The third step in the burnout recovery process is working on personality traits.

We know that a sensitive nervous system processes things more deeply than others, which can show up in life as perfectionism, problems establishing boundaries, being more prone to anxiety and depression, etc.

The goal here is to expand our capacity by addressing how we perceive those stressors, how we process them internally, and how our body reacts to stress.

Perfectionism, for example, can be a major contributor to chronic stress and burnout. By understanding why we tend to be perfectionistic, we can begin to work on changing our internal working models. This requires getting in touch with our emotions and learning new ways to respond to stressors. However, this is not an easy task.

Our nervous system is very efficient at responding to stressors in the same way – which is why tapping into its neuroplasticity is so important. By training our nervous system to respond differently to stress, we can begin to heal from burnout.

On a physical level, we want to train our sensitive body and nervous system to thrive under moderate amounts of stress.

When we think about stress, we often think of it as something bad that we want to avoid. Moderate stressors can help us be more resilient, adaptable, and successful. 

Overall, the goal is not only to resolve and manage the current state of burnout and get out of the cycle, but also to prevent burnout in the future.

This isn’t so much about self-care or discipline, which are often offered as solutions. Rather, it’s about developing the tools and coping strategies that will help us to better manage stress in our lives.


When I found myself amid a health crisis caused by burnout, I decided to take a step back, slow down, and start reconsidering where I wanted my life to go. It was a difficult decision, but it was one that I needed to make.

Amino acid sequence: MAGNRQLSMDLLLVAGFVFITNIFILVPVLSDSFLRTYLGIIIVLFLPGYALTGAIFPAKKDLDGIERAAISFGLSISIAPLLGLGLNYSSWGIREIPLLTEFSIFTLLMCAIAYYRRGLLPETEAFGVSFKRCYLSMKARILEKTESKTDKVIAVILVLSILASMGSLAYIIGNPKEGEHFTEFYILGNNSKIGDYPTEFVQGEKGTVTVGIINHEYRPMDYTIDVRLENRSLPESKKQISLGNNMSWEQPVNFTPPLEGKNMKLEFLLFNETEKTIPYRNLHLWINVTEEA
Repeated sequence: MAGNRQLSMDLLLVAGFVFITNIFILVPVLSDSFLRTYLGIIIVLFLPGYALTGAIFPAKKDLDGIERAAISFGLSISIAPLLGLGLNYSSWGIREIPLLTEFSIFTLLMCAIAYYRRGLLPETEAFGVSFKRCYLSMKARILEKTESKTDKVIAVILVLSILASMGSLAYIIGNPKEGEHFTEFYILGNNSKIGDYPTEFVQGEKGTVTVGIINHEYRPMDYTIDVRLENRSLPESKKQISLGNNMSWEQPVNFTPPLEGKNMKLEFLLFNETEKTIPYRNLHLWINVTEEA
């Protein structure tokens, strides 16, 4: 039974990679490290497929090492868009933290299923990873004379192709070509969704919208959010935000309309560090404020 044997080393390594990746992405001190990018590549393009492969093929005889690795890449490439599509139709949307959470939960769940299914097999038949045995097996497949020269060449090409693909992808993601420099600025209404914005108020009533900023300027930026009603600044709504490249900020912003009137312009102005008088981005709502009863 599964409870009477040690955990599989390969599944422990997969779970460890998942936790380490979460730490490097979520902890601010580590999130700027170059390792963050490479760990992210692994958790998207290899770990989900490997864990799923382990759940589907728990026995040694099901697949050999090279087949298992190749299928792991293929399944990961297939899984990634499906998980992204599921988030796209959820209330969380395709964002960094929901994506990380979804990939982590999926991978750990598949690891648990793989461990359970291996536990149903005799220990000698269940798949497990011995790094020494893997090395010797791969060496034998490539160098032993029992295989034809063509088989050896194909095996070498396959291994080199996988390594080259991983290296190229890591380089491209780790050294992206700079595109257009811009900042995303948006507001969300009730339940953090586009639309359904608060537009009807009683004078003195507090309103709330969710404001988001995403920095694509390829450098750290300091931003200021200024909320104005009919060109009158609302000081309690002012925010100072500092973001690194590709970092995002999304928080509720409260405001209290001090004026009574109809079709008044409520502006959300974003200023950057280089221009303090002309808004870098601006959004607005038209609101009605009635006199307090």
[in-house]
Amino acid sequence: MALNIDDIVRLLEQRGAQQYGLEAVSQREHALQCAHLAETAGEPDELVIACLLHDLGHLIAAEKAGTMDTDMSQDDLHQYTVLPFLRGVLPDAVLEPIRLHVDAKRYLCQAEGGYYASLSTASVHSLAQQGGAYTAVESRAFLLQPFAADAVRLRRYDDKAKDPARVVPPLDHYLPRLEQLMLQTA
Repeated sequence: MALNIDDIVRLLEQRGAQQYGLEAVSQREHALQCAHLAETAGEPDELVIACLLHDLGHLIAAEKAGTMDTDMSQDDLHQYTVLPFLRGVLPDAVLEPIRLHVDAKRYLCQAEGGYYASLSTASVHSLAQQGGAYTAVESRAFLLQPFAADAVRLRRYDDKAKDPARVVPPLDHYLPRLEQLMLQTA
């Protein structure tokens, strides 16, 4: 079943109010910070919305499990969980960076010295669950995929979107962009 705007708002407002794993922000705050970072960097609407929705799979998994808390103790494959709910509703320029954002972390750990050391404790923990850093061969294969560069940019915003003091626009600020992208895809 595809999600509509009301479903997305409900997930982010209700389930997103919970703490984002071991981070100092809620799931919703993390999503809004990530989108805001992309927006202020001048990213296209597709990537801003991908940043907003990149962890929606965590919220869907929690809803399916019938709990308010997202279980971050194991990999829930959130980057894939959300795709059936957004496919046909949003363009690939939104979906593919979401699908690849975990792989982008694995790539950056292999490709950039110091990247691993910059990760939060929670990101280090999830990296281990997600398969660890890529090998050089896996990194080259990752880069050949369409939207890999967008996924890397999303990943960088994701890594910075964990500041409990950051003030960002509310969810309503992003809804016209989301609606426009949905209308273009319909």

If you’re struggling with burnout, I encourage you to see it not just as something that needs fixing or getting rid of but as an opportunity for growth and change.

It might present itself as a personal health crisis, but it is so much more than that.

Maybe it is a chance to start fresh, to redefine what happiness means to you. Maybe it is an opportunity to finally live a life that feels authentic and true to yourself.

That might mean changing jobs, altering your relationships, or finding new hobbies that bring you joy. It’s not always easy, but it’s something you may start to feel more and more grateful for, even amidst all this struggle.

Now, I’m not saying that burnout is something to be sought after.

But if you do find yourself in the midst of it, try to see it as an opportunity to make some positive changes in your life.

Who knows, this might be just the catalyst you need to create the life you’ve always wanted for yourself.

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Dr. Linnea Passaler

Dr. Linnea Passaler

Dr. Linnea Passaler has dedicated 20+ years to serving patients, first to a small number of individuals as a successful surgeon and then to thousands of people worldwide as the CEO of a digital health startup. After overcoming her own struggles with a dysregulated nervous system, she created Heal Your Nervous System (HYNS) to empower others in their healing journey. Her combination of neuroscience and somatic work helps those struggling with overwhelm, trauma, burnout, and anxiety to heal their dysregulated nervous systems and thrive.